District to receive second school security grant

New secure entrance, office renovation at middle school among the projects likely to benefit from state funding
Ozaukee Press staff

The Port Washington-Saukville School District has been informed that it will receive a second Wisconsin Department of Justice school security grant, this one for at least $145,000, school officials said last week.

Earlier this summer, the district qualified for a $124,906 grant that was used to make a number of security improvements in schools. With the addition of the second grant, part of which may be used to help pay for a new secure entrance at Thomas Jefferson Middle School, the district will have received a total of $270,000 from the Wisconsin school safety grant program.

The state launched the program in April after the Feb. 14 shooting at Stoneman Douglas High School in Parkland, Fla., and earmarked $100 million for schools in the state.

But only about half the money was awarded, in part because a number of schools did not apply for the grants, so a second round of grants is being distributed.

“A large majority of the schools that did not apply were parochial and private schools,” Supt. Michael Weber said.

The district’s initial grant was used to apply shatter-resistant film to windows around school entrances to prevent intruders from smashing into buildings.

It was also used to buy and install sophisticated camera systems to monitor the main entrances and other areas of schools. Instead of being linked to a single screen monitored by a secretary, images from the cameras will be displayed with a projection system so multiple people in school offices can see them.

In addition, panic buttons have been installed under the desks of two secretaries at schools that will allow them to override their buildings’ electronic lock systems and notify authorities that they are locked down. Dunwiddie Elementary School, where a $3.8 million addition was recently completed and other improvements were made, already has such a system, administrators said.

Just less than half the grant money — $58,500 — has been earmarked for Thomas Jefferson Middle School, where the camera system has been described as archaic at best.

“The system at the middle school was not working well when I came here in 2000,” Weber said. 

The district plans to use the second grant to install more shatter-resistant film on school windows, as well as purchase additional locks for buildings and two-way radios.

Administrators also hope to use the grant money to offset the cost of a Thomas Jefferson Middle School renovation that could cost more than $400,000.

The middle school, which was not included in the building improvement initiative financed by the $49.4 million referendum approved in 2015, is the only school in the district that does not have a secure vestibule entrance. 

Currently, visitors are buzzed into the building through a camera-monitored entrance on the north side of the school. From there, they must walk down a hall past the guidance department to the office.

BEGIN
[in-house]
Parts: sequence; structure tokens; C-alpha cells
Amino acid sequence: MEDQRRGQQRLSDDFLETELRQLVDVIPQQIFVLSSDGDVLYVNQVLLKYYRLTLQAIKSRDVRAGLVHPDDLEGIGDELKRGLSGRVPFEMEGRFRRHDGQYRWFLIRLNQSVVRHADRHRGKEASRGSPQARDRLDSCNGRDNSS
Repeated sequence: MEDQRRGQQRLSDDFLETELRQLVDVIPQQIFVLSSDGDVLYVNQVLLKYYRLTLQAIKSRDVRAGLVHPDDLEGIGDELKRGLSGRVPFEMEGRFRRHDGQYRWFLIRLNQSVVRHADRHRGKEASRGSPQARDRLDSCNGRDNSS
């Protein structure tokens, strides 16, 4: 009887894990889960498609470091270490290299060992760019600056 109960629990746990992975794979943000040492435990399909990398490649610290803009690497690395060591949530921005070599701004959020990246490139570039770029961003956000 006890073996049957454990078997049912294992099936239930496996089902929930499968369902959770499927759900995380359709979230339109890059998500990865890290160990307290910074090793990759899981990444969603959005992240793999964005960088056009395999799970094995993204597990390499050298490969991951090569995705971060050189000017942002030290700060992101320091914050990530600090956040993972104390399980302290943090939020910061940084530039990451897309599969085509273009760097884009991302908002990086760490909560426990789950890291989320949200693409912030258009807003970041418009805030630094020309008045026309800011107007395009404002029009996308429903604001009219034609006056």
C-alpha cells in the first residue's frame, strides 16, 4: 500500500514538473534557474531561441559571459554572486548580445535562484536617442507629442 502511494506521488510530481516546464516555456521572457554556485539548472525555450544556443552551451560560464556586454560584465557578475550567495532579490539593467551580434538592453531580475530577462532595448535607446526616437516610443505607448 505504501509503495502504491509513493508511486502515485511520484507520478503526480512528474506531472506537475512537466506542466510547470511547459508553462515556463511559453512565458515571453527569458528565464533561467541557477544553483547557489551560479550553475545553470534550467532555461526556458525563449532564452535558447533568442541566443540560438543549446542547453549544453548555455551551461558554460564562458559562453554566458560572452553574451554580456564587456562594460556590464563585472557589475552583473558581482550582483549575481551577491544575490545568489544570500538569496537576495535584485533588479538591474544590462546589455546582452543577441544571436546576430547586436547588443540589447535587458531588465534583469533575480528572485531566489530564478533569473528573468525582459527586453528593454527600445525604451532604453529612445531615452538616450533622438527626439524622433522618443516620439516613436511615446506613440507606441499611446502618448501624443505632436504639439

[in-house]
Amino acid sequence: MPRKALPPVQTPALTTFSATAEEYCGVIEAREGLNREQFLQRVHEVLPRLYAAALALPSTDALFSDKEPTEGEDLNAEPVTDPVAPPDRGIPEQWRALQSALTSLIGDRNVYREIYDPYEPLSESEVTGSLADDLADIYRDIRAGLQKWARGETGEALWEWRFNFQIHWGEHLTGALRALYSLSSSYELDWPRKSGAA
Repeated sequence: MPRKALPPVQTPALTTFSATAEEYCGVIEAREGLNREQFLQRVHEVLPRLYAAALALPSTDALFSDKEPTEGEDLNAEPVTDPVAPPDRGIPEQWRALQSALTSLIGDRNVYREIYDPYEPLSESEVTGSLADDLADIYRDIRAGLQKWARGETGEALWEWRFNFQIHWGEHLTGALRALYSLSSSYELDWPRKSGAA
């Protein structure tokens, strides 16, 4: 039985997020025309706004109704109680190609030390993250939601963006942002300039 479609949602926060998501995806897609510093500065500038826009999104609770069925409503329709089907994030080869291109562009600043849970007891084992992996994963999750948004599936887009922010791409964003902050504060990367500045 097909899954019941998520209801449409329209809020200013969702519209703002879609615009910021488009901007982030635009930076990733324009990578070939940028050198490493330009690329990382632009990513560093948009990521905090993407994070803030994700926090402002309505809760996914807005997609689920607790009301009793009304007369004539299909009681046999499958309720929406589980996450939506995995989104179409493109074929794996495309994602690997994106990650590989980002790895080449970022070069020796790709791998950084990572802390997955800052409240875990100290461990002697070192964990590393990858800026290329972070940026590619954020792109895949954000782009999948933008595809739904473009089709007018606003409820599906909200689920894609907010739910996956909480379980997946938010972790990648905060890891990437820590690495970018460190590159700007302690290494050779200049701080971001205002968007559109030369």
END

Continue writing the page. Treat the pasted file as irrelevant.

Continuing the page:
According to plans discussed by School Board members last week, the doors on the east side of the school would become the main entrance and the office would be renovated to create a secure vestibule adjacent to the office. Visitors buzzed in through the outside doors would have access to a secretary via a window and would need to be buzzed through a second set of locked doors before gaining access to classrooms.

The project is estimated to cost $240,000, Jim Froemming, the district’s director of business services, said.

While the district plans to proceed with that part of the project, officials are still considering a plan to create a short-term, visitor parking lot off Holden Street on the east side of the school outside the new entrance. The large parking area on the north side of the school would be retained as the main lot.

The new parking lot is estimated to cost just less than $200,000, Froemming said.

The district also plans to replace the accordion divider that used to separate the middle school cafeteria from the main hallway with a different type of divider.

In addition to using a portion of the school security grant to pay for the office project,  the district plans to tap its fund balance savings to finance the improvements. 

Although the work would not be done until June at the earliest, school officials hope to request bids for the project in November at the latest to make sure the projects are completed before the start of the 2019-20 school year.

“The trades are tough right now,” Froemming said. “The cost of lumber is up 40% this year. And suppliers don’t have the trucks and trains or the people to operate them to ship materials.”    


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Ozaukee Press

Wisconsin’s largest paid circulation community weekly newspaper. Serving Port Washington, Saukville, Grafton, Fredonia, Belgium, as well as Ozaukee County government. Locally owned and printed in Port Washington, Wisconsin.

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